For the exam itself, I literally was the last person to go into the room. Every single time. I was also done about 2 or sometimes 3 minutes before the final 2 minute warning with the encounter. This actually worried me with grading and I felt like my exams may have been too focused. On my blank paper I wrote all my mnemonics. Again, worried that nerves would make me blank, I had them to always fall back on. I did OLDCARTS, FEDTACOS, MASHFM on one side of the paper. On the right side of the paper I wrote vitals (prompting myself to check again and mention if the patient had normal vitals which was reassuring or if they had fever or high blood pressure), Diff (writing out at least 2 or 3 differentials before going into the room) and then MOTHER.

For every patient I introduced myself, asked what brought them in, and if the conversation was close ended I went with my mnemonics. I did very focused exams and was thorough with what I did check like Kauffman suggested with how many listening posts to do etc... I asked if I could untie the gown to ausculate, retied it myself, offered to help with position changes etc... I think a majority of my time, besides taking the history, was spent doing MOTHER and explaining the diagnosis, the plan, what meds to start and any tests to order which is why the flashcards were helpful. I asked everyone if they had insurance and family for support. Some patients I asked if they wanted me to call their family to let them know what was going on. Then I asked if they had any final questions, thanked them and left.

The test experience was great overall, the proctors were fantastic and it truly felt like another day in clinic. There were two I didn't know and I flat out told them I thought it might be this or possibly that, but I would work with them to figure out what was going on. I'm so relieved that now I have all my scores I can enjoy the rest of interview season.


If anyone believes that the above is revealing any information that violates NBOME standards please let me know. That is not my intent at all and I will correct it immediately if so. I don't believe I have disclosed anything exam related. Hope this helps some people, I turned to sdn for a lot of reasons to try to research this exam since so little in terms of grading is provided elsewhere. Ultimately I think it was writing the mnemonics that helped me save time and use it to get a lot of humanism with my plan.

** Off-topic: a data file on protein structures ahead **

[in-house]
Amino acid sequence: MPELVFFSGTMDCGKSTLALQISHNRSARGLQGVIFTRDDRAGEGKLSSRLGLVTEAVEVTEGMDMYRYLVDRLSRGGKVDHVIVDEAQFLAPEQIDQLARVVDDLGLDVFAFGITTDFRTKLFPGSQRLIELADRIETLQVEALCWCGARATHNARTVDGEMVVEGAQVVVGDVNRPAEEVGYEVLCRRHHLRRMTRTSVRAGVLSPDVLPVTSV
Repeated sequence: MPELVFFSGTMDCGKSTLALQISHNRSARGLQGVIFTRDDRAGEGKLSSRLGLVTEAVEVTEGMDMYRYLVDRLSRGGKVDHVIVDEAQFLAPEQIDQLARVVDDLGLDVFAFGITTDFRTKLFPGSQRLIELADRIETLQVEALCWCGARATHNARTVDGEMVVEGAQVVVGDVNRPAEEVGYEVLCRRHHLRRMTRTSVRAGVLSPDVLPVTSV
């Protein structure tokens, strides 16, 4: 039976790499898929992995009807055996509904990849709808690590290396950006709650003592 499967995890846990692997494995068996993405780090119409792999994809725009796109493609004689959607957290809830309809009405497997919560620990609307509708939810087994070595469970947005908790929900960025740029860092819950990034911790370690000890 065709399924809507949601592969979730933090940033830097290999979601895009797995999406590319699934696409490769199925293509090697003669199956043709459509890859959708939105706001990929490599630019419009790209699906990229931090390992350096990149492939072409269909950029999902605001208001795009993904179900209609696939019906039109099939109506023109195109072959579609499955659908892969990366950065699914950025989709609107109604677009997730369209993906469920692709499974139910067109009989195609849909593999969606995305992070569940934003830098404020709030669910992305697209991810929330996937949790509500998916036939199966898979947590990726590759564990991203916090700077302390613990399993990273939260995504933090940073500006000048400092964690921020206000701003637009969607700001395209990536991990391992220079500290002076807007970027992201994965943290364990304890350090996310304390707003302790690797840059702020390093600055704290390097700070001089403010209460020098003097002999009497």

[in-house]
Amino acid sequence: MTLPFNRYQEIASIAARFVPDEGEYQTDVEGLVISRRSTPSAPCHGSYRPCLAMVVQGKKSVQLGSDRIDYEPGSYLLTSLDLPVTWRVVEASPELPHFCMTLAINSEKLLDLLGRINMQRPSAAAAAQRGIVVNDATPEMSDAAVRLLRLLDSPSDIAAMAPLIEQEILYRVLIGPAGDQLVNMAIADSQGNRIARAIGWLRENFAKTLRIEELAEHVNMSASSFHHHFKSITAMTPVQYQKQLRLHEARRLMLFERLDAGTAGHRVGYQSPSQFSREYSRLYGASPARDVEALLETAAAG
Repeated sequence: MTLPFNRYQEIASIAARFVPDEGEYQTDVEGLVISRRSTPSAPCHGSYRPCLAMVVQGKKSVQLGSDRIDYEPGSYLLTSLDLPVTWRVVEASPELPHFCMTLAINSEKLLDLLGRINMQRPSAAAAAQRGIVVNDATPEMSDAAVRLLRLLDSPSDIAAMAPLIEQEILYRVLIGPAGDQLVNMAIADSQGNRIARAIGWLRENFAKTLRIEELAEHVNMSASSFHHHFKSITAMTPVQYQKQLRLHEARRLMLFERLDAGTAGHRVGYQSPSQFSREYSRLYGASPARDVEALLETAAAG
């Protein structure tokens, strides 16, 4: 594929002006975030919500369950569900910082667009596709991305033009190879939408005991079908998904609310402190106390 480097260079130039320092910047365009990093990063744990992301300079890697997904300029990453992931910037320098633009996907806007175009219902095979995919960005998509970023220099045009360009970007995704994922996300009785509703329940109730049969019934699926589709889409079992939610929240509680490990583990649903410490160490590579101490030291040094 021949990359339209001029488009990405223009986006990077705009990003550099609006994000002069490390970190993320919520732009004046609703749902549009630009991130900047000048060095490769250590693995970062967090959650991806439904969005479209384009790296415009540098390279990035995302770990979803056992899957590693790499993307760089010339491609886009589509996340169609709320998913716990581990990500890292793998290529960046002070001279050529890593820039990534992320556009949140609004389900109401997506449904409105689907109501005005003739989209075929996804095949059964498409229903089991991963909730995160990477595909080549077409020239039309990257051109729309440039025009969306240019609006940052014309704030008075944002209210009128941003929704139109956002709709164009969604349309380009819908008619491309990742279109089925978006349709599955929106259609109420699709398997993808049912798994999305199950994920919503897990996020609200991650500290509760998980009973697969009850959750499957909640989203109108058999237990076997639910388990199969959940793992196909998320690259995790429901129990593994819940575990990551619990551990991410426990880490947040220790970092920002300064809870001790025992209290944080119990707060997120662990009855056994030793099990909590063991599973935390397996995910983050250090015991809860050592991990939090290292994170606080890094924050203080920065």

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Feb 11, 2014
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Passed

Took the exam in novemeber, in PA, and got the results today (first day of score release date range) at around noon.

I had already taken the test once before and failed, so today's news was especially sweet.

I would like to tell everyone this might concern to not take this test lightly. It's a crapshoot imo. I failed the humanistic domain the first time (while passing the biomedical domain) but passed this time, despite the fact that I didnt change my demeanor much. And I usually get top grades in the patient interaction categories on my rotations...I'm seen as a nice guy who goes the extra mile for patients and is willing to listen on the wards. Hell, I even ran out of time before I could get to counselling the patient at the end for a couple of cases and was unable to do OMM in a blatant OMM cases but I still passed the humanistic domain, which I am extremely thankful for.

I'm not saying to absolutely have 2 weeks of dedicated study for this test, but be confident in your differential diagnoses for the major presentations so that you will not only be more time efficient, but also seem more confident in the face of your patient. If you know the biomedical portion like the back of your hand, you can devote more thought and time to humanistic portions.Know how to rule out the life threatening conditions (ie what to write in the plan to r/o )

Biomedical portion - I forgot to do OMT on an obvious OMT case, and I wasnt able to finish a couple of notes, and still got through.

Do NOT put something in your note that you did not address/do in the actual encounter. If you are unsure of whether or not you did it, refer to the next piece of advice.

If you forget to do something, lik epart of a physical exam, OMT, counselling, asking part of the HPI, you can write it in the plan to get partial credit i believe. For example, when I forgot to do OMT i wrote it in my plan.

Say, "I'm sorry to hear that" even if the patient's loved one died 25 years ago

Be supportive and express genuine enthusiasm when patients report that they are trying to improve an aspect of their lifestyle or are seeking improvement. Say that you are glad they are improving/looking for improvement and that you want to help. Congratulate them on their improvement even.